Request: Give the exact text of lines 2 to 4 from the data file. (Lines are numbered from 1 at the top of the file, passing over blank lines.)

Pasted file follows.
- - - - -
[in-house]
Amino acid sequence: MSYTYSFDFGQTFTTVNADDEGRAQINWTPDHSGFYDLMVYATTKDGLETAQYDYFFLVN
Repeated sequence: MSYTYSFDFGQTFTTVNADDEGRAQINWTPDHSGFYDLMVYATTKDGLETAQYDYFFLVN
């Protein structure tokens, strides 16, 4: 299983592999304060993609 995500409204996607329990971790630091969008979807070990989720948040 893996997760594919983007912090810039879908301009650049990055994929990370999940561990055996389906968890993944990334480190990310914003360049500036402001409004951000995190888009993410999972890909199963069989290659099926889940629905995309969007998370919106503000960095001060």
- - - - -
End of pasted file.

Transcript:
Amino acid sequence: MSYTYSFDFGQTFTTVNADDEGRAQINWTPDHSGFYDLMVYATTKDGLETAQYDYFFLVN
Repeated sequence: MSYTYSFDFGQTFTTVNADDEGRAQINWTPDHSGFYDLMVYATTKDGLETAQYDYFFLVN
């Protein structure tokens, strides 16, 4: 299983592999304060993609 995500409204996607329990971790630091969008979807070990989720948040 893996997760594919983007912090810039879908301009650049990055994929990370999940561990055996389906968890993944990334480190990310914003360049500036402001409004951000995190888009993410999972890909199963069989290659099926889940629905995309969007998370919106503000960095001060």